When it comes to respiratory health, the question of whether THC can help asthma is one that has been asked for some time. While there is no definitive answer, research has found that THC can help suppress the immune system, which could potentially reduce symptoms associated with autoimmune diseases such as asthma. Asthma is an allergic reaction, and the immune system overreacts to something in the environment that triggers an attack. So, does marijuana help asthma or does it do the opposite?Most people believe that inhaling or smoking anything can make asthma worse, and this isn't necessarily false.
We know for sure that smoking cigarettes is harmful to the lungs and many other parts of the body, but what about marijuana? Does marijuana help asthma?When it comes to marijuana and asthma, there is no evidence to definitively prove that marijuana helps asthma, although there are some theories that its anti-inflammatory properties could help alleviate asthma inflammation. That said, while researchers can analyze the relationship between marijuana and asthma, it is important to note that you should not smoke if you have any lung conditions. Medical marijuana is widely known as a powerful anti-inflammatory. One of the main ways marijuana treats asthma symptoms is by suppressing inflammation in the respiratory system and opening up the ducts. This effect reduces shortness of breath and coughing.
Studies have found that endocannabinoid receptors called CB1 and CB2 work in the lungs to modulate immune responses to inflammation. When THC is delivered through a vaporizer, it still has the almost immediate effects of bronchial dilation without the harmful smoke. In addition to inhaling THC and CBD, research has shown that “cannabis has a bronchodilating effect on the respiratory tract and could have an inflammatory effect on asthmatic patients”. As THC and CBD increasingly show their influence as anti-inflammatory drugs, it remains to be seen if long-term use of cannabinoids can help improve asthma over time, not just treat attacks. We know that cannabis isn't just THC, or tetrahydrocannabinol, the famous chemical that becomes psychoactive when heated and causes you to get high. It also contains cannabidiol (CBD) and other components.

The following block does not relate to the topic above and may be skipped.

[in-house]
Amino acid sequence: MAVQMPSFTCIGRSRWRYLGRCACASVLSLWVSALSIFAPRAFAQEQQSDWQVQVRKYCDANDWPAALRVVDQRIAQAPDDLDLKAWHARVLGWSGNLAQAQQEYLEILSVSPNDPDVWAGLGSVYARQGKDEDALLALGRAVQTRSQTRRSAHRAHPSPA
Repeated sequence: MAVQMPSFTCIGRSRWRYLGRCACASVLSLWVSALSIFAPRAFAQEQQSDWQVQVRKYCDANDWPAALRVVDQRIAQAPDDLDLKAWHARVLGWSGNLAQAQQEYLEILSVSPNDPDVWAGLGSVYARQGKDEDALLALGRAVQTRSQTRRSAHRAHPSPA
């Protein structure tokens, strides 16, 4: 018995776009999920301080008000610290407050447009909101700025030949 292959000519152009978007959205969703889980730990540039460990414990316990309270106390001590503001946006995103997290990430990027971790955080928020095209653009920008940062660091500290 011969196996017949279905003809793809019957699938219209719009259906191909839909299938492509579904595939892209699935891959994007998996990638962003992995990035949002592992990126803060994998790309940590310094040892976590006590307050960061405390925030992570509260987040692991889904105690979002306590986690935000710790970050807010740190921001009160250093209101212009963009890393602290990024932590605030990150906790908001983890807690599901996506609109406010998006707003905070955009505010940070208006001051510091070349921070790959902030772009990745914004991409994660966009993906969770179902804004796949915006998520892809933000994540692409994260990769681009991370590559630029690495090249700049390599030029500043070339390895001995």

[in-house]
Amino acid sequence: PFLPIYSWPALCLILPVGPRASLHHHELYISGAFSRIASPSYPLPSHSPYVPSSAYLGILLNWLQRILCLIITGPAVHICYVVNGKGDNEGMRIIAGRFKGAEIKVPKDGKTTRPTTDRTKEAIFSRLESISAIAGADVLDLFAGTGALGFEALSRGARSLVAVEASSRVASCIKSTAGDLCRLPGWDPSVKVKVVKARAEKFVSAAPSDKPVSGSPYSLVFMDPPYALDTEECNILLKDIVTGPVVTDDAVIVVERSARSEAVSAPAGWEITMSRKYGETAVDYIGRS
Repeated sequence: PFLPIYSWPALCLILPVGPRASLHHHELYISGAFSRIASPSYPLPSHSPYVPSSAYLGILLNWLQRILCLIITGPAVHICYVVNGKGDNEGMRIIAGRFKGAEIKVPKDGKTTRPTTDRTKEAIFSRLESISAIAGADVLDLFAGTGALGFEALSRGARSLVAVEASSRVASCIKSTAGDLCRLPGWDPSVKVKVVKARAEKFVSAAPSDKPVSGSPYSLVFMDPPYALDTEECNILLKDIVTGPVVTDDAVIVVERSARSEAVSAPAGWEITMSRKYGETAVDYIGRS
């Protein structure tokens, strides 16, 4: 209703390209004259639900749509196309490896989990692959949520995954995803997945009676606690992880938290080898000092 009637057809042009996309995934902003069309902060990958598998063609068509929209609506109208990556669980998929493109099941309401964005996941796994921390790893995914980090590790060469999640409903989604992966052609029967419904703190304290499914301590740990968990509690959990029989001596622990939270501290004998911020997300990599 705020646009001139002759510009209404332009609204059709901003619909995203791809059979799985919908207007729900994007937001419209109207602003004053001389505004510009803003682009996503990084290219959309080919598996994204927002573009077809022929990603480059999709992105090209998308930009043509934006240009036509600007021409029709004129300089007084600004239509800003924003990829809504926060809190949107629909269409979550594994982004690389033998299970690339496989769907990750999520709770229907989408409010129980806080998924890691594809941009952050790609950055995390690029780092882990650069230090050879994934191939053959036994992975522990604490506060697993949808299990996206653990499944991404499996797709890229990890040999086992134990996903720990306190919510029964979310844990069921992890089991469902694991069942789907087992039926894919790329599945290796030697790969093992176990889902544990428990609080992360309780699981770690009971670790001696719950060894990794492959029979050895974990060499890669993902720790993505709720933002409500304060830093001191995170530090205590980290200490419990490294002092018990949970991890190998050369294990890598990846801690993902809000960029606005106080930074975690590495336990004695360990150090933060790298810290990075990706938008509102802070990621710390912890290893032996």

Some research has been done on how cannabinoids such as CBD and THC interact with the body's endocannabinoid system (ECS). A person with asthma or other lung diseases can go to a marijuana store and buy a mix that is high in CBD and low in THC in the form of candies, capsules, drops, or even a nebulizer, a smokeless cold vapor inhaler. The researchers then administered the endogenous cannabinoid 2-AG, THC, and a variety of synthetic type I and II CB receptor agonists. They found that some CB-1 receptor agonists in particular, including THC, helped reduce muscle contractions. However, while there seems to be almost universal agreement that THC opens the respiratory tract, this information is always accompanied by the warning that smoking can have adverse health effects, such as tissue inflammation and throat irritation. It should not be used in place of the recommendations of your doctor or other qualified healthcare providers. In conclusion, while there is still much research to be done on how cannabis affects respiratory health, it appears that THC may have some potential benefits for those suffering from asthma.
However, it is important to note that more research needs to be done before any definitive conclusions can be made.